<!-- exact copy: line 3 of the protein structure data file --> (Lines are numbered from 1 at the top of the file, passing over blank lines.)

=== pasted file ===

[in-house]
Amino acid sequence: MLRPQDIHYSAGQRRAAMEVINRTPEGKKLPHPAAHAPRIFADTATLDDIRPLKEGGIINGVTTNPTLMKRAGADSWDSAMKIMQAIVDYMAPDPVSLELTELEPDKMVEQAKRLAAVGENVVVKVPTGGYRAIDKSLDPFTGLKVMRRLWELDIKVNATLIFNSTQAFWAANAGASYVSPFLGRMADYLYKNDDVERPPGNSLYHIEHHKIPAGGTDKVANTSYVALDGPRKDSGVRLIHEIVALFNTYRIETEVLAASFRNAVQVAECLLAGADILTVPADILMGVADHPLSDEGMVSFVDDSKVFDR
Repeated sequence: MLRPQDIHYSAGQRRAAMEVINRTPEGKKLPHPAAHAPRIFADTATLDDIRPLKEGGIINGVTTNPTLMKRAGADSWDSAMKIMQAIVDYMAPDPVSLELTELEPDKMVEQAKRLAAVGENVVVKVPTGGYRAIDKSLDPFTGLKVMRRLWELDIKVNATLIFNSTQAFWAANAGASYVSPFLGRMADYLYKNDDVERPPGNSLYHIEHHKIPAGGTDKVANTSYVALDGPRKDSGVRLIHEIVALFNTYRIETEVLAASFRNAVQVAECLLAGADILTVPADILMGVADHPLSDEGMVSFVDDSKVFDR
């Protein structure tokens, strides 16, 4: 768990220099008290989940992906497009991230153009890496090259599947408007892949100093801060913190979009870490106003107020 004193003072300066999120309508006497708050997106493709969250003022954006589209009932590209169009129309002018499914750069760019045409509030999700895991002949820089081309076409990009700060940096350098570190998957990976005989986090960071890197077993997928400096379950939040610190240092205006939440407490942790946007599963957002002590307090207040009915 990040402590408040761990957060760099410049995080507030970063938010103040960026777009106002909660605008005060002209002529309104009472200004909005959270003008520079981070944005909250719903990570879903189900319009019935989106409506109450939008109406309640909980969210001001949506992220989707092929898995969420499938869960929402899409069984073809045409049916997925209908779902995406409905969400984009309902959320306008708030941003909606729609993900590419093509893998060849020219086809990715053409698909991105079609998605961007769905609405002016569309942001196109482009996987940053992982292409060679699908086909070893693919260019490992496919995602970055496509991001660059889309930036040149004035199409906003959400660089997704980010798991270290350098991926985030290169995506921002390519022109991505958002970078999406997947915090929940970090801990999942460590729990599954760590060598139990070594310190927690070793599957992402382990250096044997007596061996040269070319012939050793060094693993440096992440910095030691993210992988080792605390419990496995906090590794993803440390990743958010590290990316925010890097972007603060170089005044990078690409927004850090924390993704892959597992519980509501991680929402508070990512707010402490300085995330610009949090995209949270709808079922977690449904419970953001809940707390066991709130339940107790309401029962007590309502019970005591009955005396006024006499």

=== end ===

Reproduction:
Repeated sequence: MLRPQDIHYSAGQRRAAMEVINRTPEGKKLPHPAAHAPRIFADTATLDDIRPLKEGGIINGVTTNPTLMKRAGADSWDSAMKIMQAIVDYMAPDPVSLELTELEPDKMVEQAKRLAAVGENVVVKVPTGGYRAIDKSLDPFTGLKVMRRLWELDIKVNATLIFNSTQAFWAANAGASYVSPFLGRMADYLYKNDDVERPPGNSLYHIEHHKIPAGGTDKVANTSYVALDGPRKDSGVRLIHEIVALFNTYRIETEVLAASFRNAVQVAECLLAGADILTVPADILMGVADHPLSDEGMVSFVDDSKVFDR